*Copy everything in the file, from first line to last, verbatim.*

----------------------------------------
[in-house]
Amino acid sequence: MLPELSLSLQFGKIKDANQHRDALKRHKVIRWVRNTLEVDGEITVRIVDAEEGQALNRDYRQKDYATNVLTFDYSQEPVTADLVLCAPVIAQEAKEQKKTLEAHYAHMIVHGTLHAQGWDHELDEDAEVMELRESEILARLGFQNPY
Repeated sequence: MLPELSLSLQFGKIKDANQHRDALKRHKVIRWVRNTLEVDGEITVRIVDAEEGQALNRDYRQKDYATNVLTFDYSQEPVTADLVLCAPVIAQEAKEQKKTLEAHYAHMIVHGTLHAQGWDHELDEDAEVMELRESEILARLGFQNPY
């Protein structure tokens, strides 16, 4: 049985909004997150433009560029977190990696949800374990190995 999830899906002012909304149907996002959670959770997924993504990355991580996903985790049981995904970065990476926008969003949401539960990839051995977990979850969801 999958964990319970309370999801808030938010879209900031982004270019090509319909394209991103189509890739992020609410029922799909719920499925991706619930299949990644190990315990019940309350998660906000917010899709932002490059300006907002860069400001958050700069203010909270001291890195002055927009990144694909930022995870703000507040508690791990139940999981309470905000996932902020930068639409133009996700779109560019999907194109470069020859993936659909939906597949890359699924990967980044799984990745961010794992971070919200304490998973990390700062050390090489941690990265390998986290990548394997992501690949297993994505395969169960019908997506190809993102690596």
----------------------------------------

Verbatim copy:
[in-house]
Amino acid sequence: MLPELSLSLQFGKIKDANQHRDALKRHKVIRWVRNTLEVDGEITVRIVDAEEGQALNRDYRQKDYATNVLTFDYSQEPVTADLVLCAPVIAQEAKEQKKTLEAHYAHMIVHGTLHAQGWDHELDEDAEVMELRESEILARLGFQNPY
Repeated sequence: MLPELSLSLQFGKIKDANQHRDALKRHKVIRWVRNTLEVDGEITVRIVDAEEGQALNRDYRQKDYATNVLTFDYSQEPVTADLVLCAPVIAQEAKEQKKTLEAHYAHMIVHGTLHAQGWDHELDEDAEVMELRESEILARLGFQNPY
């Protein structure tokens, strides 16, 4: 049985909004997150433009560029977190990696949800374990190995 999830899906002012909304149907996002959670959770997924993504990355991580996903985790049981995904970065990476926008969003949401539960990839051995977990979850969801 999958964990319970309370999801808030938010879209900031982004270019090509319909394209991103189509890739992020609410029922799909719920499925991706619930299949990644190990315990019940309350998660906000917010899709932002490059300006907002860069400001958050700069203010909270001291890195002055927009990144694909930022995870703000507040508690791990139940999981309470905000996932902020930068639409133009996700779109560019999907194109470069020859993936659909939906597949890359699924990967980044799984990745961010794992971070919200304490998973990390700062050390090489941690990265390998986290990548394997992501690949297993994505395969169960019908997506190809993102690596």